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Early Lance–Adams syndrome after cardiac arrest: Prevalence, time to return to awareness, and outcome in a large cohort

Irene Aicua Rapun, Jan Novy, Daria Solari, Mauro Oddo, Andrea O. Rossetti

Abstract

Introduction

Early myoclonus after cardiac arrest (CA) is traditionally viewed as a poor prognostic sign (status myoclonus). However, some patients may present early Lance–Adams syndrome (LAS): under appropriate treatment, they can reach a satisfactory functional outcome. Our aim was to describe their profile, focusing on pharmacologic management in the ICU, time to return of awareness, and long-term prognosis.

Methods

Adults with early LAS (defined as generalized myoclonus within 96?h, with epileptiform EEG within 48?h after CA) were retrospectively identified in our CA registry between 2006 and 2016. Functional outcome was assessed through cerebral performance categories (CPC) at 3 months, CPC 1–2 defined good outcome.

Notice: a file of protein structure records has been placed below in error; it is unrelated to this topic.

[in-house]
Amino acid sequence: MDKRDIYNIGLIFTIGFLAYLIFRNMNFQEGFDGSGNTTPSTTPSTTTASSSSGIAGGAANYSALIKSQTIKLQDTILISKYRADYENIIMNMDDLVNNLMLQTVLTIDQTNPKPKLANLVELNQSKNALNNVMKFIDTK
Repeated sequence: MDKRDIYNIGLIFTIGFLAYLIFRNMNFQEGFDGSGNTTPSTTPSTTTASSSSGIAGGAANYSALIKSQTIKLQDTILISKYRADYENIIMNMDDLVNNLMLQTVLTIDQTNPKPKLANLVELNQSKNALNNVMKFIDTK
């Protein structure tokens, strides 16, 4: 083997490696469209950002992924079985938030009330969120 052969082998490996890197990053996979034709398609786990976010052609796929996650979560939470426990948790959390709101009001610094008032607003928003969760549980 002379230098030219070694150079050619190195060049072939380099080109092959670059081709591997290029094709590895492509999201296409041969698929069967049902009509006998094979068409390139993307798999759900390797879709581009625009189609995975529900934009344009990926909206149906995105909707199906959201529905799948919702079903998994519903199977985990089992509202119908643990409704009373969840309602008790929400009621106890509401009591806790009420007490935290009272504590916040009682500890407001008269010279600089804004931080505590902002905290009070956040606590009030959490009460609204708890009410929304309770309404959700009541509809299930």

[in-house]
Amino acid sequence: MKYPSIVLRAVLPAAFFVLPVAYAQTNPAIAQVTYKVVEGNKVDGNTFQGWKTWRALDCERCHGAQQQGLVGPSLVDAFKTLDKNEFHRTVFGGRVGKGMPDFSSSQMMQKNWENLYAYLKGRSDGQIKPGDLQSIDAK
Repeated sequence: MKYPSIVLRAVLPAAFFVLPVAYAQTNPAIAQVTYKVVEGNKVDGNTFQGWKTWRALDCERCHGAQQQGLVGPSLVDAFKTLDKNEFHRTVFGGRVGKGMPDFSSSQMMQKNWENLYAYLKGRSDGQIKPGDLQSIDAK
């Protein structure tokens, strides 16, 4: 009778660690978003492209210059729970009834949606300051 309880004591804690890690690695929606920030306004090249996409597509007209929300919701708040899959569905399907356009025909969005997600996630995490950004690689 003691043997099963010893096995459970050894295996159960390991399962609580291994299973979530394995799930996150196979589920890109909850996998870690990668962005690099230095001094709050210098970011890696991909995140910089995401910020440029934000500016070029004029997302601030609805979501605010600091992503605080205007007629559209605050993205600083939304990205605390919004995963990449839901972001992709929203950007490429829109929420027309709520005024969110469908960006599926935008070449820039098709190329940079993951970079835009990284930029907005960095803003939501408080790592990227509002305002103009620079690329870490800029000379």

Results

Among 458 consecutive patients, 7 (1.5%) developed early LAS (4 women, median age 59 years). Within 72?h after CA, in normothemia and off sedation, all showed preserved brainstem reflexes and localized pain. All patients were initially treated with valproate, levetiracetam and clonazepam; additional agents, including propofol and midazolam, were prescribed in the majority. First signs of awareness occurred after 3–23 days (median 11.8); 3/7 reached a good outcome at 3 months.

Conclusion

Early after CA, myoclonus together with a reactive, epileptiform EEG, preserved evoked potentials and brainstem reflexes suggests LAS. This condition was managed with a combination of highly dosed, large spectrum antiepileptic agents including propofol and midazolam. Even if awakening was at times delayed, good outcome occurred in a substantial proportion of patients.


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